The free reports from the Local Data Spaces (LDS) programme use public sector data, including information from the national Test and Trace scheme, to understand the spread of the pandemic in local areas and its impact on communities, between March 2020 and March 2021.
It is hoped that the reports will be used by councils and stakeholders to understand the impact of COVID-19 at a local level and to inform their pandemic responses.
They profile a variety of themes, from demographic and occupational inequalities, through excess mortality, to economic vulnerabilities.
The reports also cover topics such as changes to retail and recreation over time; and positive COVID-19 rates by work sector.
Local figures are presented alongside national figures to allow comparison to England as a whole, enabling a better understanding of local inequalities related to the pandemic.
Dr Emma Gordon, director of ADR UK, said: "The value of the reports for informing understanding of the local impacts of the pandemic cannot be underestimated, and I hope to see them widely used to the benefit of local communities across England.”
Dr Mark Green, lead researcher at the University of Liverpool, said: “The pandemic has showed the importance of getting the right data into the right hands.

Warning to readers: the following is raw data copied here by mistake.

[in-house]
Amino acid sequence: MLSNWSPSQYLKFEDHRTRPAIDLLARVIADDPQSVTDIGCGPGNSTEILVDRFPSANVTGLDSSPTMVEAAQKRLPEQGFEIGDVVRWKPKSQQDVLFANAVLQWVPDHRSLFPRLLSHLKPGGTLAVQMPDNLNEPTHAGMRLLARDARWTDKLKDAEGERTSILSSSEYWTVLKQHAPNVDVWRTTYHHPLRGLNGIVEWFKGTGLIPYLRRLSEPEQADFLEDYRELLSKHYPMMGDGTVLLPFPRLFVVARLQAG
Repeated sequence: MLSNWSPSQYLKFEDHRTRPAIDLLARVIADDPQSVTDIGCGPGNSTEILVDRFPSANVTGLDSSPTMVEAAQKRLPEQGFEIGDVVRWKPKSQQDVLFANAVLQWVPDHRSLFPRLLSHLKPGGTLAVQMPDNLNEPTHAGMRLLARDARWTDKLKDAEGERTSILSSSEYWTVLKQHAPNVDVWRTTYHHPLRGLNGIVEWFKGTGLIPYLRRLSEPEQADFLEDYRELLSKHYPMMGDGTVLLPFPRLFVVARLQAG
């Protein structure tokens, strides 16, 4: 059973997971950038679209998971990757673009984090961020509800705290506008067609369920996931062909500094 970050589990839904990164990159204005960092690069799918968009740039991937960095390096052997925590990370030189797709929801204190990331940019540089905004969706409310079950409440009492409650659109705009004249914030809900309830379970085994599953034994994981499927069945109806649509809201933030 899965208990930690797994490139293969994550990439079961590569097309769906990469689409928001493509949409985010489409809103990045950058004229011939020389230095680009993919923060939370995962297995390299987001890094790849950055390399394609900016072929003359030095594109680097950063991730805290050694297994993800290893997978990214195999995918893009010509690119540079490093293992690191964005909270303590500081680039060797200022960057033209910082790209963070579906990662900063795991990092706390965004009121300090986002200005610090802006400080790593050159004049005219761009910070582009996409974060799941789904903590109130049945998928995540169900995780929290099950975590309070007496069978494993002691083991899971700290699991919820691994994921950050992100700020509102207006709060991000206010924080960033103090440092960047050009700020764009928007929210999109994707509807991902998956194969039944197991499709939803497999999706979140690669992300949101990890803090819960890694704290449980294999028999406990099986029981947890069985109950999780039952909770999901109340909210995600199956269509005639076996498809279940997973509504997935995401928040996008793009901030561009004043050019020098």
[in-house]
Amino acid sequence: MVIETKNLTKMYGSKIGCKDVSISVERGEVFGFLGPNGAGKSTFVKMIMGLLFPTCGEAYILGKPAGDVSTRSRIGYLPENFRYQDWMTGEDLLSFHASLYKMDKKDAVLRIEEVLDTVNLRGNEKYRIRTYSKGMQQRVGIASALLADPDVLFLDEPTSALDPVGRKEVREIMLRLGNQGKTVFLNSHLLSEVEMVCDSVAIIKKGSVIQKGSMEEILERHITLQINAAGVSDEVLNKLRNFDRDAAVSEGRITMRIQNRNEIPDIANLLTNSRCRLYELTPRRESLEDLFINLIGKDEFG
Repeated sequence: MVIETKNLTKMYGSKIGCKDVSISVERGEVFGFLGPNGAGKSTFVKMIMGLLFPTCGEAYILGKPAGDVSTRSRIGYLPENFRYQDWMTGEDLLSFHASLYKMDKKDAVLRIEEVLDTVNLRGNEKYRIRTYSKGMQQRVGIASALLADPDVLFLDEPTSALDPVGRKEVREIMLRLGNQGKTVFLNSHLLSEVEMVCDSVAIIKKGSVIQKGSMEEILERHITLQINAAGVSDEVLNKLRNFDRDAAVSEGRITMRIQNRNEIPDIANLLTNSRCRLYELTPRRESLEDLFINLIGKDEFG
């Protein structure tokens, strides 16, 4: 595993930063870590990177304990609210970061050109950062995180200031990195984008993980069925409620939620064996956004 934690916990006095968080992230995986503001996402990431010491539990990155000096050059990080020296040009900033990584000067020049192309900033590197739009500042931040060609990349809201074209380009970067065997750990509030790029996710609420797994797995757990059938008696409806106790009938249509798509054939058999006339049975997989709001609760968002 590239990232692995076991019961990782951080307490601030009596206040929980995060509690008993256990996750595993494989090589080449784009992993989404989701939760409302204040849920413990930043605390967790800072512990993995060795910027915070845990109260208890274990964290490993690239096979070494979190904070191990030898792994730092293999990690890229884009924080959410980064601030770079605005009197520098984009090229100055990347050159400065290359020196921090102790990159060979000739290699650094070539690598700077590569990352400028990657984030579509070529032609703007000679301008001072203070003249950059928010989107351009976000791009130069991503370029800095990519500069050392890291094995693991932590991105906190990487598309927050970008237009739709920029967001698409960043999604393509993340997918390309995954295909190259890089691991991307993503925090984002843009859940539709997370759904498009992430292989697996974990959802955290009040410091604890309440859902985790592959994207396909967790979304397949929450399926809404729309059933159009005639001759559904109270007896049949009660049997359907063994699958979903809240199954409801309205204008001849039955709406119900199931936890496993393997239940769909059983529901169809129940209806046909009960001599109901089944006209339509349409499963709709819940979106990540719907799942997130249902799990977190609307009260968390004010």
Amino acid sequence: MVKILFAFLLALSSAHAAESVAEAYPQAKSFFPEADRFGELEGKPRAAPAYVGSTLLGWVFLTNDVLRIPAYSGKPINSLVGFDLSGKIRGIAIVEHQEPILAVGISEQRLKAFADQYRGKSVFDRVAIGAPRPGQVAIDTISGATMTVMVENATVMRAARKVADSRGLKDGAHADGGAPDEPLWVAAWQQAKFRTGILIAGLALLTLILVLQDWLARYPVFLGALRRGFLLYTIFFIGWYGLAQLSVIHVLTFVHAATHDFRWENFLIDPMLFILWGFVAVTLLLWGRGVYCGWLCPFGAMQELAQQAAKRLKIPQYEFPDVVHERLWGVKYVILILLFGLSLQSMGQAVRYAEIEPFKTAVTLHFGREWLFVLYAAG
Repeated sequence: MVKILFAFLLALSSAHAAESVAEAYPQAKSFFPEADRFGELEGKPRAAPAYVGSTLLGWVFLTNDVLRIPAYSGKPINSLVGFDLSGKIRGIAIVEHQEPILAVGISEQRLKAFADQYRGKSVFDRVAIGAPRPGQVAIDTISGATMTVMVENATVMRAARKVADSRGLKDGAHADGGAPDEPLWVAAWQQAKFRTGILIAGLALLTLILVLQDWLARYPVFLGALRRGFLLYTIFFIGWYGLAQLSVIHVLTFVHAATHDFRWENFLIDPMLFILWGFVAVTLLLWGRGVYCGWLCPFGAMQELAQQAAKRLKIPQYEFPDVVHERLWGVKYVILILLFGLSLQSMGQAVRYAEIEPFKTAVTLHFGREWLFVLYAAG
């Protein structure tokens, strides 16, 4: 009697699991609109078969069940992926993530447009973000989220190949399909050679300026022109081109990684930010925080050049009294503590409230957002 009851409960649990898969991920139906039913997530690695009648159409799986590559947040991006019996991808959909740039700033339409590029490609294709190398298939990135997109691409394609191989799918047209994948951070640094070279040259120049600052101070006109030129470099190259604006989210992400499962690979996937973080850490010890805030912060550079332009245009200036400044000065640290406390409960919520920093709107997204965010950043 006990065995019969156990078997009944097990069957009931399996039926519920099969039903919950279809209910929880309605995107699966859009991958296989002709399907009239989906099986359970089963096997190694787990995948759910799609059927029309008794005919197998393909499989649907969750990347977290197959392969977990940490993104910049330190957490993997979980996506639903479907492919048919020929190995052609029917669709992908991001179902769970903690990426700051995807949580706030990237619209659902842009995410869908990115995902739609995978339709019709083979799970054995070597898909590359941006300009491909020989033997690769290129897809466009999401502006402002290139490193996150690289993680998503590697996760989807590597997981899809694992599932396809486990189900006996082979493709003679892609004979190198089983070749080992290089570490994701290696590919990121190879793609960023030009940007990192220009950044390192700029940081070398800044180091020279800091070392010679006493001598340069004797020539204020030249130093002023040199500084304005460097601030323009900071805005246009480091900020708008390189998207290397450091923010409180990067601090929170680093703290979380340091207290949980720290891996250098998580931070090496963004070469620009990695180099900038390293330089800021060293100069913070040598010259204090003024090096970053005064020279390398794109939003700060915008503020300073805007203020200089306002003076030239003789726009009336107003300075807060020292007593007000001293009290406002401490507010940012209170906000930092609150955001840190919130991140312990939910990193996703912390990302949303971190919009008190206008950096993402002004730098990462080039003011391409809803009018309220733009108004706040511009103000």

"Local Data Spaces has helped to open up new sources of data to local authorities that they were previously unaware of.
"Reports have been used to support real-world policy decisions including the evaluation of lateral flow testing in Liverpool, impacts of the furlough scheme in Norfolk and providing urgent data to SAGE (Scientific Advisory Group for Emergencies).”
The series of ten reports for each local authority in the East Midlands are available on the CDRC website for any local stakeholder to download for free.
The programme was funded by Administrative Data Research UK (ADR UK) which is made up of three national partnerships (ADR Scotland, ADR Wales, and ADR NI) and the Office for National Statistics (ONS), which ensures data provided by UK government bodies is accessed by researchers in a safe and secure form with minimal risk to data holders or the public.
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